"You know, a lot of folks will tell you that little things don't matter." He flashed me a quick look and added, "You'd better turn that on its ear, son. Little things do matter. Sometimes, little things matter the most. Everybody pays a lot of attention to big things, but nobody seems to understand that big things are almost always made up of little things. When you ignore little things, they often turn into big things that have become a lot harder to handle.

"'Don't sweat the small stuff,'" Jones said with disdain. "That's a lie that'll ruin your life." He looked hard at me again and locked my gaze with his own. "Your choices, your words, and every move you make are permanent. Life is lived in indelible ink, boy. Wake up. You're making little bitty brushstrokes every minute you walk around on this earth. And with those tiny brushstrokes, you are creating the painting that your life will ultimately become—a masterpiece or a disaster."

Jones shifted in the small space to gain a little comfort and faced me directly when he spoke again. "Okay, back to your question ..." The old man tilted his head to the side a tiny bit.

"It occurred to me that I wasn't always going to be around to help you with your thinking. So I decided, then and there, that you needed to understand a very important fact about your earthly existence. It is this: Every single day for the rest of your life, somebody is going to push you in the pool. And you'd better decide now how you're going to act when it happens."

Jones squinted and leaned toward me. "Are you gonna come out of the water whining? Maybe crying or complaining? Will you come up mad and defiant, threatening everybody? Will you throw fists or worse?

"Or will you come out of the water with a smile on your face? Looking to see what you can learn ... who you might help? Will you act happy though you feel uncertain?"

He stared at me for a beat or two before lowering his chin and speaking in an earnest tone. "It's time to decide, son," he said. "Almost every result that your life produces from this moment forward—good or bad—will depend upon how you choose. Every day, in one form or another, whether you like it or not, you will be pushed in the pool. You might as well decide right now how you'll act when it happens."
(Continues...)


Excerpted from The Noticer Returns by Andy Andrews. Copyright © 2013 Andy Andrews. Excerpted by permission of Thomas Nelson.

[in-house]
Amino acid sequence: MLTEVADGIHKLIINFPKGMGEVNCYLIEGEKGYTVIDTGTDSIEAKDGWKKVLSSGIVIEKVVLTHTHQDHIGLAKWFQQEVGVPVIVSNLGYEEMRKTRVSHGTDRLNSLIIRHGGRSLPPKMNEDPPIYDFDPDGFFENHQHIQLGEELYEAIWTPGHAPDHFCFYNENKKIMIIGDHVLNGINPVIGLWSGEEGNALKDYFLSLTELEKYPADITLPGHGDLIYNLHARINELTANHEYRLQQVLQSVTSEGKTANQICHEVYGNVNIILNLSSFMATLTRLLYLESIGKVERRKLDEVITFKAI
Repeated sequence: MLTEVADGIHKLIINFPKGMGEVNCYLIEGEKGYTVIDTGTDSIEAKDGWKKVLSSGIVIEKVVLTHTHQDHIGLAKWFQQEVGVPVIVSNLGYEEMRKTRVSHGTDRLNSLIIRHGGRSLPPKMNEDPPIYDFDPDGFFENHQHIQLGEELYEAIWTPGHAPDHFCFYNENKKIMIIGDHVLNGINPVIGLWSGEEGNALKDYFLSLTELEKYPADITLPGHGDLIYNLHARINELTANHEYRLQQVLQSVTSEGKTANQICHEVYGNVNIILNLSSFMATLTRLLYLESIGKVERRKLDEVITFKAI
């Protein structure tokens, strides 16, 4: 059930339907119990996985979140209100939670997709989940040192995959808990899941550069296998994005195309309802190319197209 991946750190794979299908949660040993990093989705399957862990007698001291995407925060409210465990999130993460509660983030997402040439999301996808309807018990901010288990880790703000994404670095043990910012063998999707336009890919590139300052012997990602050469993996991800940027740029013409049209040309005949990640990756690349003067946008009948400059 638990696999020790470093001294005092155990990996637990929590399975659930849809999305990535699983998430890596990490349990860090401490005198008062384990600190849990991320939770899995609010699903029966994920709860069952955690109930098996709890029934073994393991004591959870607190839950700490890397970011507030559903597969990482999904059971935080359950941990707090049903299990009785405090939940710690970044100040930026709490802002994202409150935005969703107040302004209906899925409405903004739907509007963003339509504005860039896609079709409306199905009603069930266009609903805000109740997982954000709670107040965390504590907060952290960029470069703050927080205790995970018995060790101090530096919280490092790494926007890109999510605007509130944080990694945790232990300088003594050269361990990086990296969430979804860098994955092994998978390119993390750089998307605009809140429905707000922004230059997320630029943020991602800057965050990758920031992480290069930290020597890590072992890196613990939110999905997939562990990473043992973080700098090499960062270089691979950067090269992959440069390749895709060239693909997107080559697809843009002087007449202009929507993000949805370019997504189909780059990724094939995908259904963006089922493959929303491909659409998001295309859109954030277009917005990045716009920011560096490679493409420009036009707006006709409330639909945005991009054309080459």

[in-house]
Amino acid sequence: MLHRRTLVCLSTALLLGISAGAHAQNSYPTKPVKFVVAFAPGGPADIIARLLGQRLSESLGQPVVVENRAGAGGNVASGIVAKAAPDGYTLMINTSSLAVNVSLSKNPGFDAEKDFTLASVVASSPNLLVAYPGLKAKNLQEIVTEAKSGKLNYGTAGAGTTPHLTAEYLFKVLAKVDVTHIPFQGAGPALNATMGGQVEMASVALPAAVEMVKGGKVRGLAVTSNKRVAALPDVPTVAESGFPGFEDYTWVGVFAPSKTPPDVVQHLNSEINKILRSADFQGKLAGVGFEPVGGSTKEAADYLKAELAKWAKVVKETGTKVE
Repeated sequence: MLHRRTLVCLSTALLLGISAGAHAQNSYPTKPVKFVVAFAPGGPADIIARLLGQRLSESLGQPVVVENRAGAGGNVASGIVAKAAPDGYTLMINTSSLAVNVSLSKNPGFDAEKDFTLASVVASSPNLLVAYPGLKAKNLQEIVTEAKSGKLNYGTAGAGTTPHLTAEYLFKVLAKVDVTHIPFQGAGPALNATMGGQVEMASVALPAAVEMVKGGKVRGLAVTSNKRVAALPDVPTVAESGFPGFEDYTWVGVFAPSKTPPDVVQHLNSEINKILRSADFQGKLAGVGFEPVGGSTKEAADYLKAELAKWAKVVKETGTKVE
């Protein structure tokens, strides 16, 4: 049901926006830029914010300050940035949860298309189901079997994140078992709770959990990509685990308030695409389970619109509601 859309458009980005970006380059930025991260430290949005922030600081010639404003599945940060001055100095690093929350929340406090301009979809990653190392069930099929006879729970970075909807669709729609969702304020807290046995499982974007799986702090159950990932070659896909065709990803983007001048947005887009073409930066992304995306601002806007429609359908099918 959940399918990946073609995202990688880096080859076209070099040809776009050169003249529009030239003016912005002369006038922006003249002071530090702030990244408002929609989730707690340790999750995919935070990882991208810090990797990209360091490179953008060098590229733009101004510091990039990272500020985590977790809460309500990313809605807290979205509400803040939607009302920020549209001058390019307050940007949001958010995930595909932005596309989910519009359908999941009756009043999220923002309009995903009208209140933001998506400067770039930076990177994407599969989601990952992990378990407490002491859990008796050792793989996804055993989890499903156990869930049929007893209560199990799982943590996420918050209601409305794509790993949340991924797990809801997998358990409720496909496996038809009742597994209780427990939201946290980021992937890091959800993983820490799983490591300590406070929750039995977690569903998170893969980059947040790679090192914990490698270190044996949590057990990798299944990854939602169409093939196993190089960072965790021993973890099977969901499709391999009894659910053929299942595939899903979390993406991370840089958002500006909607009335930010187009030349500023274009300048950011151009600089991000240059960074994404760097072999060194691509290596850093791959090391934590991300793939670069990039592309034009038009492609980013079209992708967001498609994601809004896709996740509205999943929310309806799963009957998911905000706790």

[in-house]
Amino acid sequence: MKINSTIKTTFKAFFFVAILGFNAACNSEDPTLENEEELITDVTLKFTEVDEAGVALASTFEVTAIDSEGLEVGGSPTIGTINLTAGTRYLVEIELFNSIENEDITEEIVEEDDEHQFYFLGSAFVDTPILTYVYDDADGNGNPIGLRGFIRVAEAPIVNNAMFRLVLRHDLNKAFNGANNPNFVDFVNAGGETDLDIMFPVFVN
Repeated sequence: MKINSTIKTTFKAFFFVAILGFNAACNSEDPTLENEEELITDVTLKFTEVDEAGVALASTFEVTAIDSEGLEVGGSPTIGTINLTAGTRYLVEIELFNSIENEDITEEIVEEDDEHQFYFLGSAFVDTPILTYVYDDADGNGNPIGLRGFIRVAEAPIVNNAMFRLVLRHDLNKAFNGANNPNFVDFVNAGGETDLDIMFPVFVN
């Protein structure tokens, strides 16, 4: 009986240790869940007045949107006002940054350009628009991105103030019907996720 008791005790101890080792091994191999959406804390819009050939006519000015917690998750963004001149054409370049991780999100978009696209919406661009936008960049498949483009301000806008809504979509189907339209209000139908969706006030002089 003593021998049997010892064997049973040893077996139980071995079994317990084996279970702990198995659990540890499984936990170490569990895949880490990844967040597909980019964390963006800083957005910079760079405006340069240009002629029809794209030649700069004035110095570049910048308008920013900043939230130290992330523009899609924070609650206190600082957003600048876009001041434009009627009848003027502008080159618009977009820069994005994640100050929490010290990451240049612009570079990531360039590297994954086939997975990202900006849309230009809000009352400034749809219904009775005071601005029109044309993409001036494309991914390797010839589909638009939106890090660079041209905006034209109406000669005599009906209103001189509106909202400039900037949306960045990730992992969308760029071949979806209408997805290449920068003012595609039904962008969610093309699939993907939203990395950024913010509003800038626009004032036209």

All rights reserved. No part of this excerpt may be reproduced or reprinted without permission in writing from the publisher.
Excerpts are provided by Dial-A-Book Inc. solely for the personal use of visitors to this web site.

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Customer Reviews

Average Rating 4.5
( 15 )
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Sort by: Showing all of 15 Customer Reviews
  • Posted October 25, 2013

    more from this reviewer

    Highly Recommended for Your Book Collection

    Once again in this anticipated sequel, the author takes you on a journey throughout the entire book with Jones, also known as "The Noticer." He returns to impart a life-changing gift to the people of Fairhope, AL--that of perspective. This is indeed a story of love, hope, and redemption to those who are about to give up. The author once again leaves you breathless with the unexpected ending and leaves you wanting to hear again from Jones in another book! I loved the first book and this one was equally filled with imparted lessons for us all. It touched my heart in so many ways. Read it and be mesmerized. Better yet, read the first book if you have not and then read this superb sequel.

    2 out of 2 people found this review helpful.

    Was this review helpful? Yes  No   Report this review
  • Anonymous

    Posted October 25, 2013

    A fount of wisdom

    I love Andy Andrews and in this book, he exceeds his prior books. This is a book to read and reread for the nuggets of wisdom for life in a story format that is engaging. I found myself questioning can someone like Jones really exist. One can only hope and be grateful for a storyteller who can tell such a story.

    1 out of 1 people found this review helpful.

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  • Posted October 19, 2013

    Andy Andrews is the 21st century¿s best story teller. His lates

    Andy Andrews is the 21st century’s best story teller. His latest book, The Noticer Returns, is a real gem. It’s like reading a 2013 version of Miracle on 34th Street, only instead of Santa Claus there is Jones, just plain Jones. And instead of New York City there is Fairhope, AL. Andy develops an intriguing story line that you love following chapter after chapter. There is a nugget of wisdom in each chapter. And you’ll feel refreshed when you close the last page in the epilogue. A very practical book – I highly recommend it to you.

    1 out of 1 people found this review helpful.

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  • Anonymous

    Posted October 10, 2013

    A change your life kind of book.

    I lost the love of a lifetime on June 17 and haven't been able to have peace on this....until I read the Noticer Returns. Andrews beautiful way of describing death as breathing made all the difference to my broken spirit. The entire book was a wonderful read, and something I will treasure forever.

    1 out of 1 people found this review helpful.

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  • Anonymous

    Posted October 8, 2013

    My favorite book of the year! I've learned something from every

    My favorite book of the year! I've learned something from every one of his books but this one is uniquely special. Jones has more wisdom to give and it is life-changing. Wow. I'll be giving this book to many friends and family. I know there are thousands of books out there but don't miss this one. Truly. It may be his best ever.